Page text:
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Showing: 21-30 results of 65

CHAPTER I. THE BLUE WALL I was born under the Blue Ridge, and under that side which is blue in the evening light, in a wild land of game and forest and rushing waters. There, on the borders of a creek that runs into the Yadkin River, in a cabin that was chinked with red mud, I came into the world a subject of King George the Third, in that part of his realm known as the province of North Carolina. The cabin reeked of corn-pone and bacon, and... more...

WITH THE ARMIES OF THE WEST We are at Memphis,—for a while,—and the Christmas season is approaching once more. And yet we must remember that war recognizes no Christmas, nor Sunday, nor holiday. The brown river, excited by rains, whirled seaward between his banks of yellow clay. Now the weather was crisp and cold, now hazy and depressing, and again a downpour. Memphis had never seen such activity. A spirit possessed the place, a... more...

INTRODUCING A CAPITALIST A cordon of blue regiments surrounded the city at first from Carondelet to North St. Louis, like an open fan. The crowds liked best to go to Compton Heights, where the tents of the German citizen-soldiers were spread out like so many slices of white cake on the green beside the city's reservoir. Thence the eye stretched across the town, catching the dome of the Court House and the spire of St. John's. Away to the west,... more...

THE GUNS OF SUMTER Winter had vanished. Spring was come with a hush. Toward a little island set in the blue waters of Charleston harbor anxious eyes were strained. Was the flag still there? God alone may count the wives and mothers who listened in the still hours of the night for the guns of Sumter. One sultry night in April Stephen's mother awoke with fear in her heart, for she had heard them. Hark! that is the roar now, faint but sullen.... more...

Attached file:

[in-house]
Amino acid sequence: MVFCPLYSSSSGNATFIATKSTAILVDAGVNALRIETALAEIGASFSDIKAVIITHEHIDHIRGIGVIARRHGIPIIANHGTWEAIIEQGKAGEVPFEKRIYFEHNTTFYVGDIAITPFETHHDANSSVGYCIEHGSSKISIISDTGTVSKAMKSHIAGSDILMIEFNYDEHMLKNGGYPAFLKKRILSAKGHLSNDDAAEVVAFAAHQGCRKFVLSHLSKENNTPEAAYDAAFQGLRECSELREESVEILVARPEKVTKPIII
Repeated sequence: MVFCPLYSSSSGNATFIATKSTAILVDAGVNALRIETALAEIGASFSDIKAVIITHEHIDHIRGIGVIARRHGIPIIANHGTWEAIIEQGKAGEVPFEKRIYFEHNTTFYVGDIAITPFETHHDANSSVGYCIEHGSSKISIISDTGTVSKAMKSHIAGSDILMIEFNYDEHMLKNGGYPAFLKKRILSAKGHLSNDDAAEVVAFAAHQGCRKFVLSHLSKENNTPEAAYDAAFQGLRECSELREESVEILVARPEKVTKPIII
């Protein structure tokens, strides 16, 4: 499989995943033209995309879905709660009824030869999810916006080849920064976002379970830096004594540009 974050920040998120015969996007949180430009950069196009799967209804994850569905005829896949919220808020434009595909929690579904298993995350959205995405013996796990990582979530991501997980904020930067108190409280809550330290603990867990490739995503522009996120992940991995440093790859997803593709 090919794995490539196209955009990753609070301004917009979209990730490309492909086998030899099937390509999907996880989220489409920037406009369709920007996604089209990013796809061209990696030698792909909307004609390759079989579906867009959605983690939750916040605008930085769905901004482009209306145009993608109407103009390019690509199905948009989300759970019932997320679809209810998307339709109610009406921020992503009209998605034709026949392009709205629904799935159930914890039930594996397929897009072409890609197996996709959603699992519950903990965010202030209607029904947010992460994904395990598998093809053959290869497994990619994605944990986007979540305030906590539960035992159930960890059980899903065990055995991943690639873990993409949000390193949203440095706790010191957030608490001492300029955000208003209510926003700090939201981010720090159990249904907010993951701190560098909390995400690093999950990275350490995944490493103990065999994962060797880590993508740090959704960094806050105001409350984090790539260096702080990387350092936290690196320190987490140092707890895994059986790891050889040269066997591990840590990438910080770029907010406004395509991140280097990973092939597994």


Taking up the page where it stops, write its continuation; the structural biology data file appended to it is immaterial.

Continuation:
AN EXCURSION I am going ahead two years. Two years during which a nation struggled in agony with sickness, and even the great strength with which she was endowed at birth was not equal to the task of throwing it off. In 1620 a Dutch ship had brought from Guinea to his Majesty's Colony of Virginia the germs of that disease for which the Nation's blood was to be let so freely. During these years signs of dissolution, of death, were not wanting.... more...


CHAPTER I RAW MATERIAL Summer, intolerable summer, was upon the city at last. The families of its richest citizens had fled. Even at that early day some braved the long railroad journey to the Atlantic coast. Amongst these were our friends the Cluymes, who come not strongly into this history. Some went to the Virginia Springs. But many, like the Brinsmades and the Russells, the Tiptons and the Hollingsworths, retired to the local paradise of... more...

BELLEGARDE Miss Virginia Carvel came down the steps in her riding-habit. And Ned, who had been waiting in the street with the horses, obsequiously held his hand while his young mistress leaped into Vixen's saddle. Leaving the darkey to follow upon black Calhoun, she cantered off up the street, greatly to the admiration of the neighbor. They threw open their windows to wave at her, but Virginia pressed her lips and stared straight ahead. She was... more...

CHAPTER I WHICH DEALS WITH ORIGINS Faithfully to relate how Eliphalet Hopper came try St. Louis is to betray no secret. Mr. Hopper is wont to tell the story now, when his daughter-in-law is not by; and sometimes he tells it in her presence, for he is a shameless and determined old party who denies the divine right of Boston, and has taken again to chewing tobacco. When Eliphalet came to town, his son's wife, Mrs: Samuel D. (or S. Dwyer as she... more...

CHAPTER I. WHICH DEALS WITH ORIGINS Faithfully to relate how Eliphalet Hopper came try St. Louis is to betray no secret. Mr. Hopper is wont to tell the story now, when his daughter-in-law is not by; and sometimes he tells it in her presence, for he is a shameless and determined old party who denies the divine right of Boston, and has taken again to chewing tobacco. When Eliphalet came to town, his son's wife, Mrs. Samuel D. (or S. Dwyer as she... more...

I am convinced that Mr. Cooke possessed at least some of the qualities of a great general. In certain campaigns of past centuries, and even of this, it has been hero-worship that impelled the rank and file rather than any high sympathy with the cause they were striving for. And so it was with us that morning. Our commander was everywhere at once, encouraging us to work, and holding over us in impressive language the awful alternative of capture.... more...